Animal dissection must be cut from the curriculum

The modern curriculum is no place for cutting up dead animals, argues PETA’s Dr Julia Baines

As a teacher, if you could take a stand against needless suffering while improving your students’ learning experience, wouldn’t you jump at the opportunity? Fortunately, this isn’t a rhetorical exercise: you can do both, by replacing animal dissection with modern methods that deliver practical and relevant anatomy lessons without harming animals.

Progressive teachers know that asking pupils to cut up dead animals is a waste of lives, money, and educational opportunities. Dissection was used as a way of studying anatomy, biology, physiology and the theory of evolution in the Victorian era. Needless to say, much has changed since the 19th century. Today, using dissection to train students for the modern scientific world is like teaching calculus with an abacus. Although animal dissection returned to the A-level curriculum in 2015 after a 30-year hiatus, it’s neither compulsory nor the best teaching approach.

Nearly every published comparative study has concluded that modern, non-animal teaching-tools such as interactive computer simulations can teach anatomy and complex biological processes at least as well as animal dissection. Non-animal teaching methods have also been shown to improve students’ confidence and examination results, and to be more effective at preparing them to work in a laboratory. One study showed that even an exercise as simple as moulding bodily organs out of clay is superior to cat dissection in teaching anatomy to university students.

Using dissection to train students for the modern scientific world is like teaching calculus with an abacus

Many of the organs dissected in classrooms come from animals which were raised on factory farms. In these facilities, animals are crowded by the thousands into filthy, windowless sheds. Females are repeatedly and forcibly impregnated, babies are torn away from their mothers, cows may be denied space to move around, and male piglets are commonly castrated without pain relief. After a few months, the animals are sent to slaughter – and many are killed while they’re still conscious.

Cadavers may also be obtained from biological supply companies, which typically keep animals in barren cages for the entirety of their short lives. A PETA US exposé of a large biological supply company documented cases in which animals were removed from gas chambers and injected with formaldehyde without first being checked for vital signs. The eyewitness video footage shows cats and rats struggling during injection. One rabbit, still alive after being gassed, tried to crawl out of a wheelbarrow full of dead rabbits.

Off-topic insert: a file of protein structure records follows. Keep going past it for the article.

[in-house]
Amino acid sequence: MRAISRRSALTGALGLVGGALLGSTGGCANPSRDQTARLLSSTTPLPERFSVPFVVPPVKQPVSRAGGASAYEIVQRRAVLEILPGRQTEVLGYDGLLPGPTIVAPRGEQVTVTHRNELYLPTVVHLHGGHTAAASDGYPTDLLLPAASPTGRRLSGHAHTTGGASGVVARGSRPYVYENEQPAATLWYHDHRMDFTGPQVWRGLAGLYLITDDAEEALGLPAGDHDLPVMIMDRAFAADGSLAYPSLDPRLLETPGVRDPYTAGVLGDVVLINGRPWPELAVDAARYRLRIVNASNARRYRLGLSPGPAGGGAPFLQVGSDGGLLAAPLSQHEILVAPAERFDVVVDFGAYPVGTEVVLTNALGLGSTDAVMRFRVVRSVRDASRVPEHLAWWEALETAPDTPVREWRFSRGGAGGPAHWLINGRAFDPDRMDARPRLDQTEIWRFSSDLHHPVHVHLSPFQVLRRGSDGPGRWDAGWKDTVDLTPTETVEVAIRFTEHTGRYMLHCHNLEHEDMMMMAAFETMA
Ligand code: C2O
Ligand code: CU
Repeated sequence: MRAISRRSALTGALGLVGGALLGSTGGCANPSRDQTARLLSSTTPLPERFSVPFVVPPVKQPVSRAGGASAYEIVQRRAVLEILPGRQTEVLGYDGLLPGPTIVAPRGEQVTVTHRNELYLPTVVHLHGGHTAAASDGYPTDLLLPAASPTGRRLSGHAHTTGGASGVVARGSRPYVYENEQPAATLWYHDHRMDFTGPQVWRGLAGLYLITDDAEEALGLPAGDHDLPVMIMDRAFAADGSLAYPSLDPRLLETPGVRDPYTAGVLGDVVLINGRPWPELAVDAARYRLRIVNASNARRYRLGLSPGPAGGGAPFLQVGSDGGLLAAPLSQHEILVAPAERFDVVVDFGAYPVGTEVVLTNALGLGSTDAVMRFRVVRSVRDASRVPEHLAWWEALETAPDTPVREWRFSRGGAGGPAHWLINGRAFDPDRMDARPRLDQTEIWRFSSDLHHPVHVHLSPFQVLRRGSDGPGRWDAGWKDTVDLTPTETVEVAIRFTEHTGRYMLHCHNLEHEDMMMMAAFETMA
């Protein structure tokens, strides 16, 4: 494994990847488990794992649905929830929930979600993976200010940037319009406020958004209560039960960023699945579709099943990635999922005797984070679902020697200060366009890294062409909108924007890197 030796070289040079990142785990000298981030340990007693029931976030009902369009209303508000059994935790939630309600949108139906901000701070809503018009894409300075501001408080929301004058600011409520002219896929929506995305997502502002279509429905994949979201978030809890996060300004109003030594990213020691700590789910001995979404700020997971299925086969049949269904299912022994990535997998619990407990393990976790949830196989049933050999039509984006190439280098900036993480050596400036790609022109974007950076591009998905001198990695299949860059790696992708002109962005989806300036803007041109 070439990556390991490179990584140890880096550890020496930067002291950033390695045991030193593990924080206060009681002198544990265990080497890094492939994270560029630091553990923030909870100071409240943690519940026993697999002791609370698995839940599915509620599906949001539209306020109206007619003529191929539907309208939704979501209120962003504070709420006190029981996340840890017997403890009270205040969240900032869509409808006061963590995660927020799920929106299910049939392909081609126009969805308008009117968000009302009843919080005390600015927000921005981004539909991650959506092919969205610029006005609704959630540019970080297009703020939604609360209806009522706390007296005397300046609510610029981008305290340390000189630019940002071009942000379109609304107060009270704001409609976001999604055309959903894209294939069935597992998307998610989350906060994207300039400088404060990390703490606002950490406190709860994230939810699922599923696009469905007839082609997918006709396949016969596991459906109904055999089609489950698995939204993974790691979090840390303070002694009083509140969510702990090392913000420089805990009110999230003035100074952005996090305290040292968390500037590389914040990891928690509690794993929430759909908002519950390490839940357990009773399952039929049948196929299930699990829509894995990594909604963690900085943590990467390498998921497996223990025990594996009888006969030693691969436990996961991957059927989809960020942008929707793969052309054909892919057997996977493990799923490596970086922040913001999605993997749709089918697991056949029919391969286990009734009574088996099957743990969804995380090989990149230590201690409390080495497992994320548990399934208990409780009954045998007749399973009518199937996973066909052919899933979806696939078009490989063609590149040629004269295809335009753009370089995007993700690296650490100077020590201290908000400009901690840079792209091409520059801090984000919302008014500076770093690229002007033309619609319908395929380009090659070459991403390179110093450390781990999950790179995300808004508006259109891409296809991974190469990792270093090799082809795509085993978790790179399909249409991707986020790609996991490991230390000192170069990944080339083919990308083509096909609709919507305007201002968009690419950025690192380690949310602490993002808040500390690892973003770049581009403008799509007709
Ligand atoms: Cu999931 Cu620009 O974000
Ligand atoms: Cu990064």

No matter the origin of animals’ body parts and the primary purpose for which they were killed, cutting them up in the classroom sends students the message that animals’ lives are expendable and hold little value, except insofar as they’re useful to humans. We owe it to young people to teach them to respect life, not coldly disregard it.

When students aren’t forced to compromise their ethics by participating in an exercise that harms animals, their passion and talent for science can blossom. Perhaps that’s why the US National Science Teachers Association – the largest science-education organisation in the world – amended its position statement nearly a decade ago to endorse the use of non-animal methods.

If ethical and educational reasons aren’t enough, consider this: after an initial investment, switching to non-animal methods will save schools money over the long term. Computer programs, sophisticated simulators, and other non-animal methods are reusable year after year. Once an animal has been dissected, the body is simply discarded.

Science and ethics have progressed greatly since the 1800s. Isn’t it time that the science taught in our classrooms caught up? When digital dissection programs, virtual experiments, three-dimensional models of organs, and more are readily available, there’s no reason to continue using dead animals.

Dr Julia Baines is science policy adviser for PETA UK

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